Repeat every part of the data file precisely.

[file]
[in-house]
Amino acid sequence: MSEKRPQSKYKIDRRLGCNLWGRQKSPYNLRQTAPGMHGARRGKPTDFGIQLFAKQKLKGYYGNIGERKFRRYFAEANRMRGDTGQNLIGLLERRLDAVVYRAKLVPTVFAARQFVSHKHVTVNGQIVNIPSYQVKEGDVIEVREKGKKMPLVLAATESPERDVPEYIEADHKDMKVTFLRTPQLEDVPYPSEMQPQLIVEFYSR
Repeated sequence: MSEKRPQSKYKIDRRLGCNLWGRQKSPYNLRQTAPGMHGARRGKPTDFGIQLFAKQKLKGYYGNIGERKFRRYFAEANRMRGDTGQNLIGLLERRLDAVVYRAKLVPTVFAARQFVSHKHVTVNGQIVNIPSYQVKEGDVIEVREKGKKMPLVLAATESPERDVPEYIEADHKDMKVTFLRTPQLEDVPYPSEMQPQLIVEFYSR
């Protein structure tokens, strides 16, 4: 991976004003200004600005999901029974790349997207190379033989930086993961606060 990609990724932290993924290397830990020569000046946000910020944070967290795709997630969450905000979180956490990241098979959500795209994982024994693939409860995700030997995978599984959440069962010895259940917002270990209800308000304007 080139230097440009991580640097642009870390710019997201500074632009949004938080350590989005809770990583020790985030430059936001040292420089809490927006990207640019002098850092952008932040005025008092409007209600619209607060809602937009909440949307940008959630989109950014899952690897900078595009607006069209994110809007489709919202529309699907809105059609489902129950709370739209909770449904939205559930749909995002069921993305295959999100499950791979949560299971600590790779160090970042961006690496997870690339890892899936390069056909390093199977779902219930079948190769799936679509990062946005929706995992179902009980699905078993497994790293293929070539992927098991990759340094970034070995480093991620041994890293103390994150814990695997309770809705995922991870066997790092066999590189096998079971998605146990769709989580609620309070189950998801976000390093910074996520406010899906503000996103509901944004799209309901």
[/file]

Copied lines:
[in-house]
Amino acid sequence: MSEKRPQSKYKIDRRLGCNLWGRQKSPYNLRQTAPGMHGARRGKPTDFGIQLFAKQKLKGYYGNIGERKFRRYFAEANRMRGDTGQNLIGLLERRLDAVVYRAKLVPTVFAARQFVSHKHVTVNGQIVNIPSYQVKEGDVIEVREKGKKMPLVLAATESPERDVPEYIEADHKDMKVTFLRTPQLEDVPYPSEMQPQLIVEFYSR
Repeated sequence: MSEKRPQSKYKIDRRLGCNLWGRQKSPYNLRQTAPGMHGARRGKPTDFGIQLFAKQKLKGYYGNIGERKFRRYFAEANRMRGDTGQNLIGLLERRLDAVVYRAKLVPTVFAARQFVSHKHVTVNGQIVNIPSYQVKEGDVIEVREKGKKMPLVLAATESPERDVPEYIEADHKDMKVTFLRTPQLEDVPYPSEMQPQLIVEFYSR
């Protein structure tokens, strides 16, 4: 991976004003200004600005999901029974790349997207190379033989930086993961606060 990609990724932290993924290397830990020569000046946000910020944070967290795709997630969450905000979180956490990241098979959500795209994982024994693939409860995700030997995978599984959440069962010895259940917002270990209800308000304007 080139230097440009991580640097642009870390710019997201500074632009949004938080350590989005809770990583020790985030430059936001040292420089809490927006990207640019002098850092952008932040005025008092409007209600619209607060809602937009909440949307940008959630989109950014899952690897900078595009607006069209994110809007489709919202529309699907809105059609489902129950709370739209909770449904939205559930749909995002069921993305295959999100499950791979949560299971600590790779160090970042961006690496997870690339890892899936390069056909390093199977779902219930079948190769799936679509990062946005929706995992179902009980699905078993497994790293293929070539992927098991990759340094970034070995480093991620041994890293103390994150814990695997309770809705995922991870066997790092066999590189096998079971998605146990769709989580609620309070189950998801976000390093910074996520406010899906503000996103509901944004799209309901």